Brian Korgel is the Program’s Area Director for Nanotechnologies at UT Austin. He is the Rashid Engineering Regents Chair Professor in the McKetta Department of Chemical Engineering at the UT Austin; Education and Outreach Director for the Center for Dynamics and Control of Materials (CDCM) Materials Research Science and Engineering Center (MRSEC), and he also directs the Industry/University Cooperative Research Center (IUCRC) for Next Generation Photovoltaics. He received his PhD in Chemical Engineering from UCLA in 1997 and was a post-doctoral fellow at University College Dublin, Ireland, in the Department of Chemistry. He works at the intersection of nano & mesoscopic materials chemistry and complex fluids, tackling problems in lithium ion batteries, photovoltaic devices and medicine.

Deji Akinwande is a professor and holds the Temple Foundation Endowed Professorship No. 1 at The University of Texas at Austin Department of Electrical and Computer Engineering. He received the PhD degree in Electrical Engineering from Stanford University in 2009, where he conducted research on the material science, device physics, and circuit applications of carbon nanotubes and graphene. His Master’s research in Applied Physics at Case Western Reserve University pioneered the design and development of near-field microwave probe tips for nondestructive imaging and studies of materials. His research focuses on 2D materials and nanotechnology, pioneering device innovations from lab towards applications.

Xintong Li graduated as a BS in July 2016 from the department of Physics, Peking University in Beijing, China. He joined the ECE department of UTA as a PhD student, co-advised by Prof. Jean Anne Incorvia and Prof. Deji Akinwande. His research focuses on 2D materials, magnetic materials and their device applications, including Black Phosphorous, WTe2, WSe2 and novel MTJ structures.

Emanuel Tutuc is a Professor and holds the B. N. Gafford Professorship in Electrical Engineering in the Electrical & Computer Engineering department at The University of Texas at Austin. Dr. Tutuc received his B.S. in Physics from Ecole Normale Supérieure, University of Paris in 1997, his M.S. in Electrical Engineering in 1999 and Ph.D. in Physics from Princeton University 2004. He held research positions at Princeton University and I.B.M. T.J. Watson Research Center from 2004 to 2006. He joined the faculty of The University of Texas at Austin within the Department of Electrical Engineering and the Microelectronics Research Center in the spring of 2007. His current research is centered on the electronic properties of quantum confined systems, novel semiconductor materials and devices, and chemical vapor deposition. Prof. Tutuc has received a DARPA Young Faculty Award in 2008, and a CAREER award from the National Science Foundation in 2009.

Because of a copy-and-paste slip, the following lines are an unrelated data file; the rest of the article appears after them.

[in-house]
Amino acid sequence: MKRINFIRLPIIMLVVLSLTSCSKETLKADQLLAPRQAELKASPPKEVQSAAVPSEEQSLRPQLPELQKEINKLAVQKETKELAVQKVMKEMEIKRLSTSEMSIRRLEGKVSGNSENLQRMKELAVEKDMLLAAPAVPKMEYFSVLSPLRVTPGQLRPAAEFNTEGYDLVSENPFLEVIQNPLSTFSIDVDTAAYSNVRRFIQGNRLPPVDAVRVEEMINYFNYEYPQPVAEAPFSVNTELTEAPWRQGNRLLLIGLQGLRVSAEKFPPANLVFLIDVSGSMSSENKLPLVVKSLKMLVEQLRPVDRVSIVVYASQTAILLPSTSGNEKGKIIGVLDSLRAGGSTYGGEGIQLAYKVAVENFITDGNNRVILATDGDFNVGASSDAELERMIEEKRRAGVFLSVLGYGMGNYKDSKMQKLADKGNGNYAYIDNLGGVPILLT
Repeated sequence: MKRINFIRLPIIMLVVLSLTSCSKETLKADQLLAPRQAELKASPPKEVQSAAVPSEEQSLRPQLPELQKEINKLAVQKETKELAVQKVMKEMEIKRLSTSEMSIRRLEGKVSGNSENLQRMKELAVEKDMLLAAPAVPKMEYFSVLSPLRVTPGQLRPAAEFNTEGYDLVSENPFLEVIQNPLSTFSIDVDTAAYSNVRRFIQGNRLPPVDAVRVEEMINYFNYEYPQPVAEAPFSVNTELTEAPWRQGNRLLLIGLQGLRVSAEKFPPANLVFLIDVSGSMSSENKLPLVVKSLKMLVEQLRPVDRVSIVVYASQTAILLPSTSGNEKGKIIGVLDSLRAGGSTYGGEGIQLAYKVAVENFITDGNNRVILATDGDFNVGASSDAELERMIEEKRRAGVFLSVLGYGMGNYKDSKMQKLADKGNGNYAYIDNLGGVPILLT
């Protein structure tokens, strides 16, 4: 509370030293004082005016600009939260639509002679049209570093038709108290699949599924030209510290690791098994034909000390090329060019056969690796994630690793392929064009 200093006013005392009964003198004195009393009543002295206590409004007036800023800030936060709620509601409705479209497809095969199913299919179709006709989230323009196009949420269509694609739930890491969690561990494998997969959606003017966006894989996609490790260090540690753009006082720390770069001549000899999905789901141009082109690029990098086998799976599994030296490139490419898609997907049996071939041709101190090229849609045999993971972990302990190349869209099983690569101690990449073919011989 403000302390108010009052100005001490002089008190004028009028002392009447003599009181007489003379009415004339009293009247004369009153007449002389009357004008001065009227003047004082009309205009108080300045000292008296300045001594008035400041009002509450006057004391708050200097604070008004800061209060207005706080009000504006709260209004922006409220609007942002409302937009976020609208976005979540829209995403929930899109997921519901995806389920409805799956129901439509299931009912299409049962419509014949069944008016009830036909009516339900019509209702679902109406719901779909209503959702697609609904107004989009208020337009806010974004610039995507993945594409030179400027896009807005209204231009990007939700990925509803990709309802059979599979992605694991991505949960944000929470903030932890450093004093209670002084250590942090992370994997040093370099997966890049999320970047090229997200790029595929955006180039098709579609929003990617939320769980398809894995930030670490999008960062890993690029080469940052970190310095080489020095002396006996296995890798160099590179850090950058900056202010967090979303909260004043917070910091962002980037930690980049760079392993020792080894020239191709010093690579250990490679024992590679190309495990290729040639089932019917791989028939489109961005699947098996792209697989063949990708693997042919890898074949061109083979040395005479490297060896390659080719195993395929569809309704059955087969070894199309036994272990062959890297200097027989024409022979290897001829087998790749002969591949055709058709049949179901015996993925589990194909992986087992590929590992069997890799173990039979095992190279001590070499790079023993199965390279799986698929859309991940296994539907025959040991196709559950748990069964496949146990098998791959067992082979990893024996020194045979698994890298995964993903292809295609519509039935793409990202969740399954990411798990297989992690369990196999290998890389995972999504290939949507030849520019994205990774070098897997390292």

Navid Saleh is currently an Assistant Professor of Civil, Architectural and Environmental Engineering, at University of Texas at Austin. Prior to joining UT, Dr. Saleh served at University of South Carolina as an Assistant Professor (from 2009-2013). Dr. Saleh was a post-doctoral trainee at the Chemical Engineering Department, at Yale University, New Haven, CT (between June 2007-Dec 2008). He received his Ph.D. from Carnegie Mellon University, Pittsburgh PA, in May 2007 in Civil and Environmental Engineering and his BS degree was completed at Bangladesh University of Engineering and Technology, Dhaka, Bangladesh in Civil Engineering in 2001. Dr. Saleh’s research interests include (1) fundamental aggregation and deposition behavior of nanomaterials, (2) nanomaterials for environmental remediation, (3) engineering application of nanomaterials (composite materials, sensors), and (4) engineering education.

Important information:

– Participation is free of charge.

– The workshop will be entirely recorded for archival and reporting purposes and may be publicly available on the Program’s communication channels after its completion (e.g. website, YouTube channel). If you do not want your image to be captured, stored and used by the Program, please make sure to inform us at the day of the event, when checking in.

For any further queries, please send an email to

(*) Dr. Artur Pinto’s contribution to this training relies on work financed by FEDER funds through the COMPETE 2020 – Operacional Programme for Competitiveness and Internationalisation (POCI), Portugal 2020, and by national funds (PIDDAC) through FCT/MCTES in the framework of the project POCI-01-0145-FEDER-031143, and Base Funding – UIDB/00511/2020 of the Laboratory for Process Engineering, Environment, Biotechnology and Energy – LEPABE. Artur Pinto thanks the Portuguese Foundation for Science and Technology (FCT) for the financial support of his work contract through the Scientific Employment Stimulus – Individual Call – [CEECIND/03908/2017].